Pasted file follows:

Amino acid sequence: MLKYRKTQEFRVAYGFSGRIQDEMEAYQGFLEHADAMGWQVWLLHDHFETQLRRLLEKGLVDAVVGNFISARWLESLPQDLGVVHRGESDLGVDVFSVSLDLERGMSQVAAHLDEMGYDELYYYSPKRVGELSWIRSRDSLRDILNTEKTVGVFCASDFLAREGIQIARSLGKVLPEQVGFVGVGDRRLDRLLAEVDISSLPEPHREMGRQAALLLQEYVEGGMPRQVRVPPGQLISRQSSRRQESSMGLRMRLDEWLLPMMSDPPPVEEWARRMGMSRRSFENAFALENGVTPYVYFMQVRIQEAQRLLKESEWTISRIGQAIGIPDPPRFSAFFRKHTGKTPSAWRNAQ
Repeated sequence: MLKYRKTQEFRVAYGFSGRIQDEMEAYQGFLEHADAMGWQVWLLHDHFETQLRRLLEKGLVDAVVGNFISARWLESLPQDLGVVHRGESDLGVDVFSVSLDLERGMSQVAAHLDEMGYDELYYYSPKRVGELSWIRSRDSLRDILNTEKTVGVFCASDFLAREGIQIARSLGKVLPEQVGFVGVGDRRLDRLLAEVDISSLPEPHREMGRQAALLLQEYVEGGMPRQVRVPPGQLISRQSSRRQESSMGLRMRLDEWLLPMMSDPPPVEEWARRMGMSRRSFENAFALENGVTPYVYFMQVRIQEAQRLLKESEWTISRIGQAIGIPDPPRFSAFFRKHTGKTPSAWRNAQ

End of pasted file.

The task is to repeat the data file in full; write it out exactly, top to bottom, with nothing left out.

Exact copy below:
Amino acid sequence: MLKYRKTQEFRVAYGFSGRIQDEMEAYQGFLEHADAMGWQVWLLHDHFETQLRRLLEKGLVDAVVGNFISARWLESLPQDLGVVHRGESDLGVDVFSVSLDLERGMSQVAAHLDEMGYDELYYYSPKRVGELSWIRSRDSLRDILNTEKTVGVFCASDFLAREGIQIARSLGKVLPEQVGFVGVGDRRLDRLLAEVDISSLPEPHREMGRQAALLLQEYVEGGMPRQVRVPPGQLISRQSSRRQESSMGLRMRLDEWLLPMMSDPPPVEEWARRMGMSRRSFENAFALENGVTPYVYFMQVRIQEAQRLLKESEWTISRIGQAIGIPDPPRFSAFFRKHTGKTPSAWRNAQ
Repeated sequence: MLKYRKTQEFRVAYGFSGRIQDEMEAYQGFLEHADAMGWQVWLLHDHFETQLRRLLEKGLVDAVVGNFISARWLESLPQDLGVVHRGESDLGVDVFSVSLDLERGMSQVAAHLDEMGYDELYYYSPKRVGELSWIRSRDSLRDILNTEKTVGVFCASDFLAREGIQIARSLGKVLPEQVGFVGVGDRRLDRLLAEVDISSLPEPHREMGRQAALLLQEYVEGGMPRQVRVPPGQLISRQSSRRQESSMGLRMRLDEWLLPMMSDPPPVEEWARRMGMSRRSFENAFALENGVTPYVYFMQVRIQEAQRLLKESEWTISRIGQAIGIPDPPRFSAFFRKHTGKTPSAWRNAQ